“I first laughed when they said self-serve was coming in,” Caryannis says. “It started in Melbourne and I said it wasn’t going to be a big hit because the clientele we had, I could not see them pumping petrol themselves.”
Today, Caryannis, his brother Dell and son Evan are still serving some of those same clients, or their grandchildren, as the last remaining driveway petrol station in Sydney. It’s a niche market and the business has grown because of that specialised service, Caryannis says.
Staying ahead of small business disruption
But the fuel industry is a competitive one and as the prospect of electric cars become increasingly viable, the auto service industry is ripe for disruption. For many businesses, the challenge is working out how to be ready for anything, and plan for the known unknowns.
SuccessionPlus founder and chief executive Craig West says while there are certain issues particular to family businesses, the lessons they can learn are universal: face disruptive market forces head on; have a plan for the worst case scenario, and learn to recognise the motivations driving decision making in the business.
“Think about all the things that you need to prepare for,” West says. “What does it look like at the end of the day? Does the business stay around in the family forever? Are you going to prepare it to sell? Are you going to pass it on to children? Are you going to do something with the employees?”
Bridging the digital divide
People also need to ask what growth looks like for their business and what role the next generation will play in expanding their market. West says he is increasingly talking to clients about the role technology plays in their business, both from a competitive disruptive point of view, but also from the perspective of making life easier for owners and saving time.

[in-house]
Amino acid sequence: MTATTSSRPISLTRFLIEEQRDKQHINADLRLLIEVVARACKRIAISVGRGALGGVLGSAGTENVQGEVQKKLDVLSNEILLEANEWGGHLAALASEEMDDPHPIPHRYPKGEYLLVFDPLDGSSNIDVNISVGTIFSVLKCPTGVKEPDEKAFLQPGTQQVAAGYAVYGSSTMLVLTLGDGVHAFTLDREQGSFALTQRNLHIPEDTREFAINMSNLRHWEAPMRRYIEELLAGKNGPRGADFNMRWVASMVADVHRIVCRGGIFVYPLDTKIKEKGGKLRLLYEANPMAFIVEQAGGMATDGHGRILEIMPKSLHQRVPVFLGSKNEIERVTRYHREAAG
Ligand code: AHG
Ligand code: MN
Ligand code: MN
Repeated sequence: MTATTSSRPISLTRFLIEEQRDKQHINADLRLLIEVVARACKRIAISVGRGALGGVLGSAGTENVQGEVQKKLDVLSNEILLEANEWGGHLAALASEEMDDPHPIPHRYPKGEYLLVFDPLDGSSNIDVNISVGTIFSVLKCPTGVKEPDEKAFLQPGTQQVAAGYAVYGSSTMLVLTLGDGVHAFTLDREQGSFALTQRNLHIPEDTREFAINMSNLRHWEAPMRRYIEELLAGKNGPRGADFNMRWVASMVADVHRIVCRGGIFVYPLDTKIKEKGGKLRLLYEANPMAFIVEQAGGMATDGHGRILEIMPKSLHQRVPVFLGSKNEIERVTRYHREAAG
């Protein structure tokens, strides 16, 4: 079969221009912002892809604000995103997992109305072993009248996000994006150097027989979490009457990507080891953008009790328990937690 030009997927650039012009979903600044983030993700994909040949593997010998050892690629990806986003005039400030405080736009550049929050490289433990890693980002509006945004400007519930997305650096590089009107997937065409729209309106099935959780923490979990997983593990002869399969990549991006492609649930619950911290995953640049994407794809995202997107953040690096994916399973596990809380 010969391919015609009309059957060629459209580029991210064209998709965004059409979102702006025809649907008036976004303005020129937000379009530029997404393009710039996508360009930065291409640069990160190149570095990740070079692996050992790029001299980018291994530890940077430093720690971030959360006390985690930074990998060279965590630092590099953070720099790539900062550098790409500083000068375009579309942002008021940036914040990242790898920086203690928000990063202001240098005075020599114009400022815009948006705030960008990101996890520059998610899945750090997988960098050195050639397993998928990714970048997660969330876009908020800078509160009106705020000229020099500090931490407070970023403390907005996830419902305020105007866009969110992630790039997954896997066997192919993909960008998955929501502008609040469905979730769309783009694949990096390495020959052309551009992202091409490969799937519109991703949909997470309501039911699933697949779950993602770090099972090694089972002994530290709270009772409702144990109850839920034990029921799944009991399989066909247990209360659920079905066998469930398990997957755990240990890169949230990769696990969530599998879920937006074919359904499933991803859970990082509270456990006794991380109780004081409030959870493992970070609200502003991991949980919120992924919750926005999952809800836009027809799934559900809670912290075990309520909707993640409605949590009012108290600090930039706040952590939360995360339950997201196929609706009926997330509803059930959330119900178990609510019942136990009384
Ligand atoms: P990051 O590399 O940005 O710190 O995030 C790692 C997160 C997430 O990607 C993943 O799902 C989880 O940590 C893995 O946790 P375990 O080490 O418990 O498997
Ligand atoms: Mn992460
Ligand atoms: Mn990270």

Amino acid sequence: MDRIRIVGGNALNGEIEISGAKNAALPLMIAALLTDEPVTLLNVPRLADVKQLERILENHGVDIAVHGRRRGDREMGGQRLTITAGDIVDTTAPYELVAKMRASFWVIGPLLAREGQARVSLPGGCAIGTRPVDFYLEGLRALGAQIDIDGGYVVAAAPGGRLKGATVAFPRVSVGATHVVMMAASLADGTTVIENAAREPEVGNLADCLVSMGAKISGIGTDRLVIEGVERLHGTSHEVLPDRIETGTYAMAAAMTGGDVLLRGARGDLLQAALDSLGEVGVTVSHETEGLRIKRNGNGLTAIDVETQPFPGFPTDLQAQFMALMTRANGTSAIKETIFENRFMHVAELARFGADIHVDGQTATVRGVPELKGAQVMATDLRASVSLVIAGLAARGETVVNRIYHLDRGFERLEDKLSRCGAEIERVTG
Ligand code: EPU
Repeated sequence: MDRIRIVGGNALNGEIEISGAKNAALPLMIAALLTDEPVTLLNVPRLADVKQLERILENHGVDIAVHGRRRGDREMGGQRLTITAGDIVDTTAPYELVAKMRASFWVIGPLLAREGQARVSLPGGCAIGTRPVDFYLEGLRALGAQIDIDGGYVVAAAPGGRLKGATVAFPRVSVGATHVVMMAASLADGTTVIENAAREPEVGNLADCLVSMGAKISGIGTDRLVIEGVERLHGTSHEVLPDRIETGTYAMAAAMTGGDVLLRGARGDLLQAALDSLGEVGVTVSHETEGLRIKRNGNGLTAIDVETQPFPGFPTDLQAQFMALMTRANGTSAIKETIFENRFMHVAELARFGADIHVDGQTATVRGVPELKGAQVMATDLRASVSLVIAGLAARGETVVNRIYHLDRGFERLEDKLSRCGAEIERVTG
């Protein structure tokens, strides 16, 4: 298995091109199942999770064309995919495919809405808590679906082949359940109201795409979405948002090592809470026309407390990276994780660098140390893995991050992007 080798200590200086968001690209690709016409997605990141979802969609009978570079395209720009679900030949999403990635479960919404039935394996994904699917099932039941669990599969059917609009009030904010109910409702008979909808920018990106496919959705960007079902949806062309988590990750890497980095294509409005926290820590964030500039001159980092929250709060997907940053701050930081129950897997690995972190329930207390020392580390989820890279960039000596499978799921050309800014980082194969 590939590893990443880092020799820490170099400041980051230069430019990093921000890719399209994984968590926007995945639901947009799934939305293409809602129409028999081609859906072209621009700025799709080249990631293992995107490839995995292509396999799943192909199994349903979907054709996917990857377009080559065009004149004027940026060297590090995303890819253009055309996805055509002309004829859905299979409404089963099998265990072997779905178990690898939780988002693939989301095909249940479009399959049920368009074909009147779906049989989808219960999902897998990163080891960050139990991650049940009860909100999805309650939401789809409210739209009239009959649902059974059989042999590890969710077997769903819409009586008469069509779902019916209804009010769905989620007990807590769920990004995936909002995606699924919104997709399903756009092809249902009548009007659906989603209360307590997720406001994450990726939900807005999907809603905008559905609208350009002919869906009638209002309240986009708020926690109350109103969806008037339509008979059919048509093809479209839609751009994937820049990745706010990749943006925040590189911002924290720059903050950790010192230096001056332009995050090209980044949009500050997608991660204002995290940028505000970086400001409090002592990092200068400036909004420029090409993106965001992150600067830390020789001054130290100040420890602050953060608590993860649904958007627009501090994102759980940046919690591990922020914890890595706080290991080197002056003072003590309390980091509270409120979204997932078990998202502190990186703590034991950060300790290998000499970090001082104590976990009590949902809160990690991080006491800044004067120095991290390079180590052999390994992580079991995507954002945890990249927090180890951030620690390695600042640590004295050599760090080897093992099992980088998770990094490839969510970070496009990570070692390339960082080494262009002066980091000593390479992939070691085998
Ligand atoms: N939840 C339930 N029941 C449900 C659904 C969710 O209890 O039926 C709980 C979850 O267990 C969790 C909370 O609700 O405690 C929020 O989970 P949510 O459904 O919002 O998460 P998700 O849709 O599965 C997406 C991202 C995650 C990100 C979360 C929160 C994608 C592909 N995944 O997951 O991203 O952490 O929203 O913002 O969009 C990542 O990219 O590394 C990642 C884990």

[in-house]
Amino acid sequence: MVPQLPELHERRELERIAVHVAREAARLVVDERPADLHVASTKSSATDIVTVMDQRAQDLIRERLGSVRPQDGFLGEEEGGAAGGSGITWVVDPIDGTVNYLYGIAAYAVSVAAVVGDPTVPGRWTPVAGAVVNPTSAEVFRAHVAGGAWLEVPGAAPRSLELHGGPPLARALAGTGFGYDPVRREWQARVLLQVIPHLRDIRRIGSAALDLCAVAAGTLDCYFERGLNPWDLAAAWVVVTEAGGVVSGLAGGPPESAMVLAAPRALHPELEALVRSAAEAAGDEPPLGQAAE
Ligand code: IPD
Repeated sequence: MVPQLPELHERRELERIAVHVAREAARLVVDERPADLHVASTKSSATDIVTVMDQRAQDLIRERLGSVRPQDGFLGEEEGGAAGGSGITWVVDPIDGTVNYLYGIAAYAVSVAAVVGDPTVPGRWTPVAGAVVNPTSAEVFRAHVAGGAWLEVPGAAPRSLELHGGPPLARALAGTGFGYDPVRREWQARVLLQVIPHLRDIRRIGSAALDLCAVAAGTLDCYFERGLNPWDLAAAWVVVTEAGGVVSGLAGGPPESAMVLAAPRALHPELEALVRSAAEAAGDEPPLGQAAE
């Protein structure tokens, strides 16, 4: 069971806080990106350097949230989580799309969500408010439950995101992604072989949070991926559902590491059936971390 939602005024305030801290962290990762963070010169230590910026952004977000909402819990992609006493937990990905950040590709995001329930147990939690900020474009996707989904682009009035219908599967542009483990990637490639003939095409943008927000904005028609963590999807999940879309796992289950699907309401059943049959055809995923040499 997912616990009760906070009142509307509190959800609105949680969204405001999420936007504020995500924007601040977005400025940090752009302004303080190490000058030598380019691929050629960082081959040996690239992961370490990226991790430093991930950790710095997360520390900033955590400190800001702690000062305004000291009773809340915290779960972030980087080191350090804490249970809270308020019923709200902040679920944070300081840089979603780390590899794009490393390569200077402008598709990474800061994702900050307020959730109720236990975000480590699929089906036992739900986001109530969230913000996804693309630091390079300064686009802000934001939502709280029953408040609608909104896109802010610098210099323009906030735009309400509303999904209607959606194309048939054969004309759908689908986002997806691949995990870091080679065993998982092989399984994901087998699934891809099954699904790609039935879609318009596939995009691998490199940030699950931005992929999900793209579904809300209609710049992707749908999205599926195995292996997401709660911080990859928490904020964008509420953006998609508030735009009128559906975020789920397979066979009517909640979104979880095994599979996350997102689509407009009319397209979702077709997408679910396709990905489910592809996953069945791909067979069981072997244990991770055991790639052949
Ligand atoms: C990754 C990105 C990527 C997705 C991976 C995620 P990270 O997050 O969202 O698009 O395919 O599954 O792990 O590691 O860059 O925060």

“What takes you three or four hours in the morning can be done in 15 minutes now,” he says, by using a number of technological advancements, from automated reconciliation of bank accounts to apps that plug into a business’s software and feed data on marketing, sales, financials, even workplace safety, directly to the computer’s dashboard.
“Apps such as Dropbox Business and ServiceM8 help businesses streamline their office administration processes, while other apps such as Cakemail and Weebly enable SMEs to professionally market themselves to existing and potential customers.”
West says, particularly for baby boomer small business owners, there can be a lag in uptake of this technology mainly because they don’t know what’s available, or understand how sophisticated the technology has become that can help automate their administration processes.
Part of planning for anything is embracing new ideas, and West says while the younger generation might come with swags full of those, as well as better digital literacy, businesses should already be taking advantage of tech tools that streamline financial and administrative processes.
“Typically younger people are better educated, they read a lot more, and there’s more entrepreneurism taught now than what there used to be so they get that, and they come in with new ideas. But they also get Mum and Dad saying, ‘we did it this way and it worked for us, why change?’.